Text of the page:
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The Red Helicopter

by Robin French

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Cast: 7f 8m

A thrilling, epic story about innocence, community and the dangerous power of unquestioning belief.

 

It’s 2072. Following a cataclysmic economic and social decline, the UK has been abandoned by its inhabitants in a mass exodus. Almost everyone got out. Almost.

 

In a disused office somewhere in the ghost city of London lives a group of 20 abandoned young people. At the top of a ruthless hierarchy is 16-year-old ‘Daddy’, who has taken control of the only Internet connection, promising that one day they will all be lifted to safety by a red helicopter.

 

But when a stranger from the North arrives looking for a girl who disappeared from the group a year ago, nothing can ever be the same again….

 

The Red Helicopter was first performed at the Almeida Theatre, performed by the Young Friend of the Almeida LAB Company.

Content guidance: This play contains strong language, references to violence and onstage portrayals of violence.

About the author

Robin French is an award-winning playwright and screenwriter. His first play, Bear Hug, won the Royal Court Young Writers’ Festival and was produced at the Royal Court, where it earned an extended run. Subsequent productions include Gilbert is Dead (Hoxton Hall), The Red Helicopter (Almeida), Heather Gardner (Birmingham Rep), The Get Out (Royal Court), and Musical Differences (National Theatre Connections). His new play Crooked Dances will be produced by the RSC this summer, followed by another new play Rebel Music at Birmingham REP in September.

 

Robin’s short film Crocodile won awards at Cannes, Encounters and Guanajuato Festival in Mexico, and was BIFA nominated for Best British Short. Alongside his friend Kieron Quirke, Robin co-created and wrote five series of the hit BBC sitcom Cuckoo, starring Greg Davies, Andy Samberg, Taylor Lautner and Andie MacDowell. Cuckoo was BBC3's biggest-rating comedy launch and garnered nominations both at BAFTA and the British Comedy Awards. Their credits also include creating and writing thirteen-part US sitcom series Roommates (ABC Family) and eight-part mystery drama Trinity (ITV2).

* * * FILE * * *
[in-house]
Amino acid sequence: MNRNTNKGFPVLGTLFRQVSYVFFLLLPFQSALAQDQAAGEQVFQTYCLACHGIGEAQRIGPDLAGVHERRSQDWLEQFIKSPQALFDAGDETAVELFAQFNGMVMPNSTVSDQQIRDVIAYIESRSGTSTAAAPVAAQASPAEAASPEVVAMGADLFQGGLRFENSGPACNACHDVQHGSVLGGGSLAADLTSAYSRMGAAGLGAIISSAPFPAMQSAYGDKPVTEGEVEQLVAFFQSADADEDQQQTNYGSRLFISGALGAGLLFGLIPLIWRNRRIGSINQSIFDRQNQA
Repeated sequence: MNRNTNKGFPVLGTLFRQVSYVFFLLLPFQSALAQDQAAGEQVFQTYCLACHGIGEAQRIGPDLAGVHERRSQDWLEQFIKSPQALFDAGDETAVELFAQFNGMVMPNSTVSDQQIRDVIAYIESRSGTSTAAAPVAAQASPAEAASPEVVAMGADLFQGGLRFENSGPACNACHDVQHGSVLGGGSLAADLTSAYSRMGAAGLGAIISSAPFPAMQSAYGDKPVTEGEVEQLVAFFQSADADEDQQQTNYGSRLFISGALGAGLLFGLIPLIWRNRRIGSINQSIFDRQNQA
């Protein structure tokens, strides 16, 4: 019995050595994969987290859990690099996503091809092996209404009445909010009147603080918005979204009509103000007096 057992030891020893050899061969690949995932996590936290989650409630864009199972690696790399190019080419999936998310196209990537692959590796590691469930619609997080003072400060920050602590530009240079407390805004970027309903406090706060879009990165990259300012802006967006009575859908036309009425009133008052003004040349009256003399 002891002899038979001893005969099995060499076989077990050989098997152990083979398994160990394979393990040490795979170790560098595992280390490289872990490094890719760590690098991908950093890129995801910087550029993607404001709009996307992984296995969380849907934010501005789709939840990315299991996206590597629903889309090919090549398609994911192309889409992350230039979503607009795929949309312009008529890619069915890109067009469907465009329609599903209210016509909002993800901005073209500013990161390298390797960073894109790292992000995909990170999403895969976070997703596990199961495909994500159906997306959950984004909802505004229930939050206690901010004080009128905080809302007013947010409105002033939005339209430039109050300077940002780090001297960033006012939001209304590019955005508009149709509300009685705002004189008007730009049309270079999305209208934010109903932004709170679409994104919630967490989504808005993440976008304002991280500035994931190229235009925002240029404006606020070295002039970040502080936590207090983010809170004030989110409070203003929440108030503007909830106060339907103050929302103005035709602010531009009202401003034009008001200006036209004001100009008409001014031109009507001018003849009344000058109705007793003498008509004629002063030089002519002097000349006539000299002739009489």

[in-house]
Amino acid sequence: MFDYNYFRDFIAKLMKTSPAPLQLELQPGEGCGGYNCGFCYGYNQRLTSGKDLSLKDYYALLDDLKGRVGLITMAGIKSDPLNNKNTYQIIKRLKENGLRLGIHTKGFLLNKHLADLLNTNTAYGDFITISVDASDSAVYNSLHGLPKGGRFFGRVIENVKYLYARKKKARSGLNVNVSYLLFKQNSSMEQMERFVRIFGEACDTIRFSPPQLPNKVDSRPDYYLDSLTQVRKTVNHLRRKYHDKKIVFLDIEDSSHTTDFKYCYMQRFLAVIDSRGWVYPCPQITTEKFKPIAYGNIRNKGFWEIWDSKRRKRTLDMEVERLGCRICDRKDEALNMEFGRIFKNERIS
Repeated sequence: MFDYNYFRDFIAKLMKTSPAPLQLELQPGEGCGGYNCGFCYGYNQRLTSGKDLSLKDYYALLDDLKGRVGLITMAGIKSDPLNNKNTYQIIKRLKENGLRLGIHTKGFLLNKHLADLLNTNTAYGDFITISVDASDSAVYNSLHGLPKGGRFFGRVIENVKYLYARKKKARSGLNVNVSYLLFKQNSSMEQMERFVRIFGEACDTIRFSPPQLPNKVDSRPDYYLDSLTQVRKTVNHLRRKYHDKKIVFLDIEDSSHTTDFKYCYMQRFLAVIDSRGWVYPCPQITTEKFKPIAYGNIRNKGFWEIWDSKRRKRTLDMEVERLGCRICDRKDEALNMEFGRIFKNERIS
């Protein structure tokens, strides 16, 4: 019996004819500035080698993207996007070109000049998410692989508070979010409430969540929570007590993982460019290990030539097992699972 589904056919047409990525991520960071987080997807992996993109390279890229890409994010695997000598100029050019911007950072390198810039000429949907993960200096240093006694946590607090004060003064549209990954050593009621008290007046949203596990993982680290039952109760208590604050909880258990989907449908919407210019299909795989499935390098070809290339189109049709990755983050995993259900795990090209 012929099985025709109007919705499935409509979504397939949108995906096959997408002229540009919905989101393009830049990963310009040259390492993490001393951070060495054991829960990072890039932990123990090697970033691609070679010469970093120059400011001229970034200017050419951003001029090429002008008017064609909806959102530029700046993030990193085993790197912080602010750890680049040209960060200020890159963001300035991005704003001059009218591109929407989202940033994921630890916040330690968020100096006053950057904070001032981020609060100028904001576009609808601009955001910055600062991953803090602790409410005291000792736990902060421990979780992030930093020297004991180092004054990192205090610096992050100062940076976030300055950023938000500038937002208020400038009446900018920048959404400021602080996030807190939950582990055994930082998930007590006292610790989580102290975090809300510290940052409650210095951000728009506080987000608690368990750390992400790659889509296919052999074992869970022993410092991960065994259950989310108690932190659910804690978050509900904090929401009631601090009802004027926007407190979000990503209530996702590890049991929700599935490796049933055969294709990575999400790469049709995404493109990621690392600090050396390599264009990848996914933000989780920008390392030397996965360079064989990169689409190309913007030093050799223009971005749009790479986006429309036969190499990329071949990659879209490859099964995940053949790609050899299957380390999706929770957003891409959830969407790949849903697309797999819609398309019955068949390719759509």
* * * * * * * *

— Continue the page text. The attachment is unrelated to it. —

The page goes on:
Robin is currently writing a feature film about David Bowie and Iggy Pop, as well as developing new drama projects for television. When not writing, he enjoys working on his indie/samba band Sugarcane.

Interview with Robin French

The Red Helicopter features a dystopian vision of London after a large-scale disaster. What drew you to write a play in this setting?

 

I’d read an article a few years before saying climate change could make the UK become colder rather than hotter – the idea of an Arctic dystopian Britain felt intriguing. Something interested me about the reverse Windrush that might happen in those circumstances – with the rich powerful people ending up fleeing the UK for the Caribbean. I wondered about who would be left behind.

 

There is some very visual and descriptive language in the play. What inspired you when writing it?

 

The play was written for The Almeida LAB company. Before I wrote it, my friend Tessa Walker, who directed the first production, ran a brilliant series of drama workshops with the group of young actors who would be in the play. Being near their energy and humour was very inspiring for me. As for the visual and descriptive language, I always like plays which establish an imaginary geography beyond the wings of the stage.

 

The characters in the play have had to grow up too fast. How did you find exploring complex issues with young performers?

 

I remember being a teenager - there were subjects that were awkward for adults and teenagers to communicate about effectively. But adults encouraged me to read – and in books, I encountered a lot of challenging topics. I used to find that thrilling. Books and plays are places where difficult issues can exist and be safely explored.

 

Do you have any advice for actors performing the play, or for directors staging it?

 

Remember to invite me to come!